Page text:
By TONY ROMM
NEW YORK — The U.S. government quietly began requesting that select foreign visitors provide their Facebook, Twitter and other social media accounts upon arriving in the country, a move designed to spot potential terrorist threats that drew months of opposition from tech giants and privacy hawks alike.
Since Tuesday, foreign travelers arriving in the United States on the visa waiver program have been presented with an “optional” request to “enter information associated with your online presence,” a government official confirmed Thursday.The prompt includes a drop-down menu that lists platforms including Facebook, Google+, Instagram, LinkedIn and YouTube, as well as a space for users to input their account names on those sites.
The new policy comes as Washington tries to improve its ability to spot and deny entry to individuals who have ties to terrorist groups like the Islamic State. But the government has faced a barrage of criticism since it first floatedthe idea last summer. The Internet Association, which represents companies including Facebook, Google and Twitter, at the time joined with consumer advocates to argue the draft policy threatened free expression and posed new privacy and security risks to foreigners.
Now that it is final, those opponents are furious the Obama administration ignored their concerns.
“There are very few rules about how that information is being collected, maintained [and] disseminated to other agencies, and there are no guidelines about limiting the government’s use of that information,” said Michael W. Macleod-Ball, chief of staff for the American Civil Liberties Union’s Washington office. “While the government certainly has a right to collect some information … it would be nice if they would focus on the privacy concerns some advocacy groups have long expressed.”
A spokeswoman for Customs and Border Protection, who said the government approved the change on Dec. 19, told POLITICO on Thursday the new policy is meant to “identify potential threats.” Previously, the agency had said it wouldn’t prohibit entry to foreigners who didn’t provide their social media account information.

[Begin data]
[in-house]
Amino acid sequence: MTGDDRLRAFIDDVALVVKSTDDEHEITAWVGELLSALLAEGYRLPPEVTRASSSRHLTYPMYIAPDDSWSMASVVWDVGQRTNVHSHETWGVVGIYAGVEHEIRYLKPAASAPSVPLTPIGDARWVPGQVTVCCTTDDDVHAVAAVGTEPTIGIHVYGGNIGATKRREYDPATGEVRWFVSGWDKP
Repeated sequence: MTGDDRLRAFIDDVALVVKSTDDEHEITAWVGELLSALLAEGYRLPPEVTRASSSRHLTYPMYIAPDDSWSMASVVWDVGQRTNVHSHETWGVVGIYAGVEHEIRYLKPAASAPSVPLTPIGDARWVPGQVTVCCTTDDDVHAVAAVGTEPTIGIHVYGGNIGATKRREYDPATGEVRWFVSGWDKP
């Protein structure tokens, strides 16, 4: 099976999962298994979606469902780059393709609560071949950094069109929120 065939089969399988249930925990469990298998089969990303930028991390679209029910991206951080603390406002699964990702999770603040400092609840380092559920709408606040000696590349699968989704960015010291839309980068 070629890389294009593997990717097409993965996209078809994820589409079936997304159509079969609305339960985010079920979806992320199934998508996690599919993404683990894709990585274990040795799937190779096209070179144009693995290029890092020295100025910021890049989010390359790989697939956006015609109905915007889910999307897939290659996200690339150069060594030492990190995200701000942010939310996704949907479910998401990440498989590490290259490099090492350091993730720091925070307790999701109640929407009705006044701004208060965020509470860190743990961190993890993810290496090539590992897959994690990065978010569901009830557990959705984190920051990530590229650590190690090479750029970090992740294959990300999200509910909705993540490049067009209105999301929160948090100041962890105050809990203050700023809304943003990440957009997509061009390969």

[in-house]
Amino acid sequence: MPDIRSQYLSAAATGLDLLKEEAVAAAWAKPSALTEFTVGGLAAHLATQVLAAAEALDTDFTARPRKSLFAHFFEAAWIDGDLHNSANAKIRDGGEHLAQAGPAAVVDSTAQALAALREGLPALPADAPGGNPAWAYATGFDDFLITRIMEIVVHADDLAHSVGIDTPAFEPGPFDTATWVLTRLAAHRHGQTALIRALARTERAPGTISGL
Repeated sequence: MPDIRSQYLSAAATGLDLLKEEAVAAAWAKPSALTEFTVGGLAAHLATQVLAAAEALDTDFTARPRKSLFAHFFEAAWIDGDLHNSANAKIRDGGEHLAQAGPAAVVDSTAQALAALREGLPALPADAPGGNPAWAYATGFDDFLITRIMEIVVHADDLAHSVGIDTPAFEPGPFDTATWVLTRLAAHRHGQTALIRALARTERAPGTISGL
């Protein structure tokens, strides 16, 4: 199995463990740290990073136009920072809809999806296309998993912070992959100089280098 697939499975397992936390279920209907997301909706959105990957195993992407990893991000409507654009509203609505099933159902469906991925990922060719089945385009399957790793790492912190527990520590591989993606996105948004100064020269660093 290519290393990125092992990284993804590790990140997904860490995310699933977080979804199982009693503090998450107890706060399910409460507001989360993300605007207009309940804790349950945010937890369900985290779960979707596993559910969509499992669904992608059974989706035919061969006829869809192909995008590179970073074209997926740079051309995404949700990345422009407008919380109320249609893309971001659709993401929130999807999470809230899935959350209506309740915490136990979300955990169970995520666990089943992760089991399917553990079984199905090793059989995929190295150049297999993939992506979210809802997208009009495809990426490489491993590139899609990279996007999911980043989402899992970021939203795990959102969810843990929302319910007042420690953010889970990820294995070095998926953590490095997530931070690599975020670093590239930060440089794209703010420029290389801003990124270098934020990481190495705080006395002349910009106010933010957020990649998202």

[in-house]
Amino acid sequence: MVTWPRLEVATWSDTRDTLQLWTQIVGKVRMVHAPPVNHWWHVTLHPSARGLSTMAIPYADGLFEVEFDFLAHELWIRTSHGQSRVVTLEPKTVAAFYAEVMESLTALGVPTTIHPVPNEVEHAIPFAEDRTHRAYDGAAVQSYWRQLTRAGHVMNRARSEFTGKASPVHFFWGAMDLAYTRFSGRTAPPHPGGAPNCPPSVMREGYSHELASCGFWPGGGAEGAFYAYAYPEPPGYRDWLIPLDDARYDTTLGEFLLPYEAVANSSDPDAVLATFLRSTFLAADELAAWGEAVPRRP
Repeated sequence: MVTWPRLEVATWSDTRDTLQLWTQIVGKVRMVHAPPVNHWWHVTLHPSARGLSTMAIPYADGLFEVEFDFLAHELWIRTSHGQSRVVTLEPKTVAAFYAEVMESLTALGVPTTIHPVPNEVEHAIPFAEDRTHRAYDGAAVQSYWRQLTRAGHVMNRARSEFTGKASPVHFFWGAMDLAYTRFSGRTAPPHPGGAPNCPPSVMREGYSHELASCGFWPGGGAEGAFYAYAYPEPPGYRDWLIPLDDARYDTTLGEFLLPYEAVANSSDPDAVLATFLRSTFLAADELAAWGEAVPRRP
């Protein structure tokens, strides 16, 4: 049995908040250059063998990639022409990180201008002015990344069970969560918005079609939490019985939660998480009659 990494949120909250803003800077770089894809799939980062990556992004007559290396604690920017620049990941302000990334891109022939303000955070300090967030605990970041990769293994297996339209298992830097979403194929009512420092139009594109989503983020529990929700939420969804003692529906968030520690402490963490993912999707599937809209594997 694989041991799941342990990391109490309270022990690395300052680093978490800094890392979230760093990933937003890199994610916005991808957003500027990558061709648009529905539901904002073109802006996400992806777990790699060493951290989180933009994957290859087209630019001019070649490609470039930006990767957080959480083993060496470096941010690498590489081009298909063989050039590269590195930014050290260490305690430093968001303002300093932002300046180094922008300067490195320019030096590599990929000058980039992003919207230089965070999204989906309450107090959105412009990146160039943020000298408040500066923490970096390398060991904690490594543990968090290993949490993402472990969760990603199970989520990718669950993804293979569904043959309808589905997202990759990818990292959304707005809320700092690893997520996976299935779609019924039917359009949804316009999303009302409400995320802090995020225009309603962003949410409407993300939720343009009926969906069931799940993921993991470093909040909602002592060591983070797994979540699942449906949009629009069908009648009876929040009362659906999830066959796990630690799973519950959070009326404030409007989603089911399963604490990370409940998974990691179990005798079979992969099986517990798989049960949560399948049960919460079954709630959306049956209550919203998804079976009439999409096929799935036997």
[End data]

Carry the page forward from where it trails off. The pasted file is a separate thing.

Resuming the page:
The question itself is included in what’s known as the Electronic System for Travel Authorization, a process that certain foreign travelers must complete to come to the United States. ESTA and a related paper form specifically apply to those arriving here through the visa-waiver program, which allows citizens of 38 countries to travel and stay in the United States for up to 90 days without a visa.
As soon as the government unveiled its draft proposal in June, however, consumer protection advocates expressed outrage. In a letter sent in August, the ACLU, Center for Democracy and Technology charged it posed immense privacy risks, given that social media accounts serve as “gateways into an enormous amount of [users’] online expression and associations, which can reflect highly sensitive information about that person’s opinions, beliefs, identity and community.” The groups also predicted the burden would “fall hardest on Arab and Muslim communities, whose usernames, posts, contacts and social networks will be exposed to intense scrutiny.”
After the policy changed, Nathan White, the senior legislative manager of Access Now, again blasted it as a threat to human rights.
“The choice to hand over this information is technically voluntary,” he said. “But the process to enter the U.S. is confusing, and it’s likely that most visitors will fill out the card completely rather than risk additional questions from intimidating, uniformed officers — the same officers who will decide which of your jokes are funny and which ones make you a security risk.”
Opponents also worry that the U.S. change will spark similar moves by other countries.
“Democratic and non-democratic countries — including those without the United States’ due process protections — will now believe they are more warranted in demanding social media information from visitors that could jeopardize visitors’ safety,” said Internet Association general counsel Abigail Slater. ”The nature of the DHS’ requests delves into personal information, creating an information dragnet.”